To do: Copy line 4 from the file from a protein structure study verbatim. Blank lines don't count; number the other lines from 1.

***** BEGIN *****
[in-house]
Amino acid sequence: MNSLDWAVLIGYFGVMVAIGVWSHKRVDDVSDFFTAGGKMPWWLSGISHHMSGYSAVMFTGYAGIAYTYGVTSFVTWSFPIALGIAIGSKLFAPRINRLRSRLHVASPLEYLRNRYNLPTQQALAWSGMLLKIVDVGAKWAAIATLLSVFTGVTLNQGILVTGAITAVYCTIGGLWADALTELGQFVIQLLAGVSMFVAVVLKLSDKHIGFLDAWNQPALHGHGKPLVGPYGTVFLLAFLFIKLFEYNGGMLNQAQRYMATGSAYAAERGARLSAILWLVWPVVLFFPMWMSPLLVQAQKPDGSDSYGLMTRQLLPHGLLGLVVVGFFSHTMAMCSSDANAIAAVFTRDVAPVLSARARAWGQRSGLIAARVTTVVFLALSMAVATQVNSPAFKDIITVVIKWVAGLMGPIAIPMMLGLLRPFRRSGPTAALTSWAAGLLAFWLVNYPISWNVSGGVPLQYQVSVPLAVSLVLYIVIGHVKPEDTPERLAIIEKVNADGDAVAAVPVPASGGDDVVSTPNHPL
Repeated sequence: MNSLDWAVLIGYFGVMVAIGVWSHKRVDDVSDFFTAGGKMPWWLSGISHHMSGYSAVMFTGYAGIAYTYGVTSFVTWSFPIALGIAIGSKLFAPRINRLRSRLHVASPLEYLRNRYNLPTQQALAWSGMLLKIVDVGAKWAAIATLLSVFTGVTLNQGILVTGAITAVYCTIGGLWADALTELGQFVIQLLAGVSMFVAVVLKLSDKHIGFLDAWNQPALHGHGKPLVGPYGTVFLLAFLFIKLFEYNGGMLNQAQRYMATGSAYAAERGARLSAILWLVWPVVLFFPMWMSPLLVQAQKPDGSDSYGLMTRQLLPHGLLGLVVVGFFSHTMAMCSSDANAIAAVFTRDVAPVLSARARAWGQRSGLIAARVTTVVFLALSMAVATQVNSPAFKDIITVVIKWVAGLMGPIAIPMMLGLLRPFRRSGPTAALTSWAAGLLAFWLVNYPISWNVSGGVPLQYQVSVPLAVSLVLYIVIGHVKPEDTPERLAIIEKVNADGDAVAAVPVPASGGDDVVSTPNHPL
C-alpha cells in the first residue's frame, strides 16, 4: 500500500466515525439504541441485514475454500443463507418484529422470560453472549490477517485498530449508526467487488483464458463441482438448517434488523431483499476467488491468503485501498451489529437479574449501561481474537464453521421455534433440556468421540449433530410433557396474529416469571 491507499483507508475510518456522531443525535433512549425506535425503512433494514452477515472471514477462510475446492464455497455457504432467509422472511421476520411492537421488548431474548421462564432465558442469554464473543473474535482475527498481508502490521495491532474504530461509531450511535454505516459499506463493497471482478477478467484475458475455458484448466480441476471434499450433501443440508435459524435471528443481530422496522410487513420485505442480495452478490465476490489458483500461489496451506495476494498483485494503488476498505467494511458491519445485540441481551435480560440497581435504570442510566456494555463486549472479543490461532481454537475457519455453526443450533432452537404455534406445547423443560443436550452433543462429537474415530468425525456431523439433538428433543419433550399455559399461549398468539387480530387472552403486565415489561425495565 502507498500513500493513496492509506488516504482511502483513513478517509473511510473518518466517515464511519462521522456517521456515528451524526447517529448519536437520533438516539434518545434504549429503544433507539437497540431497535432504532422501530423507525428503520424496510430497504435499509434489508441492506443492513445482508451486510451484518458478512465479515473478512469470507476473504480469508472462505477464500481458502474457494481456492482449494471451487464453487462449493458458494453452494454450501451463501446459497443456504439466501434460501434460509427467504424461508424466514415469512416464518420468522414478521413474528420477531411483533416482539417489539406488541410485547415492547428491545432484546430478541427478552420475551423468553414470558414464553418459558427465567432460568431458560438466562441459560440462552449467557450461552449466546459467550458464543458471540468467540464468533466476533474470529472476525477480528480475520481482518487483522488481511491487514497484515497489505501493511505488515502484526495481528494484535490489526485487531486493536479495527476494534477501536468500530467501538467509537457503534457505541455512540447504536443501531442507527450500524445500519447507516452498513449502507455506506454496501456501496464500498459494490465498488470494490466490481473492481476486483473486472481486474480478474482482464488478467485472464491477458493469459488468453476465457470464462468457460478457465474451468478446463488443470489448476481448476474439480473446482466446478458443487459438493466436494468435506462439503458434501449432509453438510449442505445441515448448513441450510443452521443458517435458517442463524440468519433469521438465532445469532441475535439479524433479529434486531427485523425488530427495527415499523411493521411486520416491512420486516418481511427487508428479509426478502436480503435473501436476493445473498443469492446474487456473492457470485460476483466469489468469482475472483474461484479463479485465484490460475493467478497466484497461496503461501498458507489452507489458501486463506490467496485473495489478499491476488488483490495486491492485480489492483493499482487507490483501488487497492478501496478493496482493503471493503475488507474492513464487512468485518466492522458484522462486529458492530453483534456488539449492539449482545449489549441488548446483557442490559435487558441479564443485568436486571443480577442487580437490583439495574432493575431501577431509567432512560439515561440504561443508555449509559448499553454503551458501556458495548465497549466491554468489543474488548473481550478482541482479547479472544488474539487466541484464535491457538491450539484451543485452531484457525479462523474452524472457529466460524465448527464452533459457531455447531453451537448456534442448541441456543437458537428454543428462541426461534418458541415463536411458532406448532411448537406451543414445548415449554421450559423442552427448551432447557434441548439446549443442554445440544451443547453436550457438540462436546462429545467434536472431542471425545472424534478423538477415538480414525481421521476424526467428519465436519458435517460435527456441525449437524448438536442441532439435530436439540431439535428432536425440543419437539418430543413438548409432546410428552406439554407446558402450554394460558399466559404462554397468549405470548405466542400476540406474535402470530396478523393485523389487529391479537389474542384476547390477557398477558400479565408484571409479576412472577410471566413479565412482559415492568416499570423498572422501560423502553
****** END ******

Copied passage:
C-alpha cells in the first residue's frame, strides 16, 4: 500500500466515525439504541441485514475454500443463507418484529422470560453472549490477517485498530449508526467487488483464458463441482438448517434488523431483499476467488491468503485501498451489529437479574449501561481474537464453521421455534433440556468421540449433530410433557396474529416469571 491507499483507508475510518456522531443525535433512549425506535425503512433494514452477515472471514477462510475446492464455497455457504432467509422472511421476520411492537421488548431474548421462564432465558442469554464473543473474535482475527498481508502490521495491532474504530461509531450511535454505516459499506463493497471482478477478467484475458475455458484448466480441476471434499450433501443440508435459524435471528443481530422496522410487513420485505442480495452478490465476490489458483500461489496451506495476494498483485494503488476498505467494511458491519445485540441481551435480560440497581435504570442510566456494555463486549472479543490461532481454537475457519455453526443450533432452537404455534406445547423443560443436550452433543462429537474415530468425525456431523439433538428433543419433550399455559399461549398468539387480530387472552403486565415489561425495565 502507498500513500493513496492509506488516504482511502483513513478517509473511510473518518466517515464511519462521522456517521456515528451524526447517529448519536437520533438516539434518545434504549429503544433507539437497540431497535432504532422501530423507525428503520424496510430497504435499509434489508441492506443492513445482508451486510451484518458478512465479515473478512469470507476473504480469508472462505477464500481458502474457494481456492482449494471451487464453487462449493458458494453452494454450501451463501446459497443456504439466501434460501434460509427467504424461508424466514415469512416464518420468522414478521413474528420477531411483533416482539417489539406488541410485547415492547428491545432484546430478541427478552420475551423468553414470558414464553418459558427465567432460568431458560438466562441459560440462552449467557450461552449466546459467550458464543458471540468467540464468533466476533474470529472476525477480528480475520481482518487483522488481511491487514497484515497489505501493511505488515502484526495481528494484535490489526485487531486493536479495527476494534477501536468500530467501538467509537457503534457505541455512540447504536443501531442507527450500524445500519447507516452498513449502507455506506454496501456501496464500498459494490465498488470494490466490481473492481476486483473486472481486474480478474482482464488478467485472464491477458493469459488468453476465457470464462468457460478457465474451468478446463488443470489448476481448476474439480473446482466446478458443487459438493466436494468435506462439503458434501449432509453438510449442505445441515448448513441450510443452521443458517435458517442463524440468519433469521438465532445469532441475535439479524433479529434486531427485523425488530427495527415499523411493521411486520416491512420486516418481511427487508428479509426478502436480503435473501436476493445473498443469492446474487456473492457470485460476483466469489468469482475472483474461484479463479485465484490460475493467478497466484497461496503461501498458507489452507489458501486463506490467496485473495489478499491476488488483490495486491492485480489492483493499482487507490483501488487497492478501496478493496482493503471493503475488507474492513464487512468485518466492522458484522462486529458492530453483534456488539449492539449482545449489549441488548446483557442490559435487558441479564443485568436486571443480577442487580437490583439495574432493575431501577431509567432512560439515561440504561443508555449509559448499553454503551458501556458495548465497549466491554468489543474488548473481550478482541482479547479472544488474539487466541484464535491457538491450539484451543485452531484457525479462523474452524472457529466460524465448527464452533459457531455447531453451537448456534442448541441456543437458537428454543428462541426461534418458541415463536411458532406448532411448537406451543414445548415449554421450559423442552427448551432447557434441548439446549443442554445440544451443547453436550457438540462436546462429545467434536472431542471425545472424534478423538477415538480414525481421521476424526467428519465436519458435517460435527456441525449437524448438536442441532439435530436439540431439535428432536425440543419437539418430543413438548409432546410428552406439554407446558402450554394460558399466559404462554397468549405470548405466542400476540406474535402470530396478523393485523389487529391479537389474542384476547390477557398477558400479565408484571409479576412472577410471566413479565412482559415492568416499570423498572422501560423502553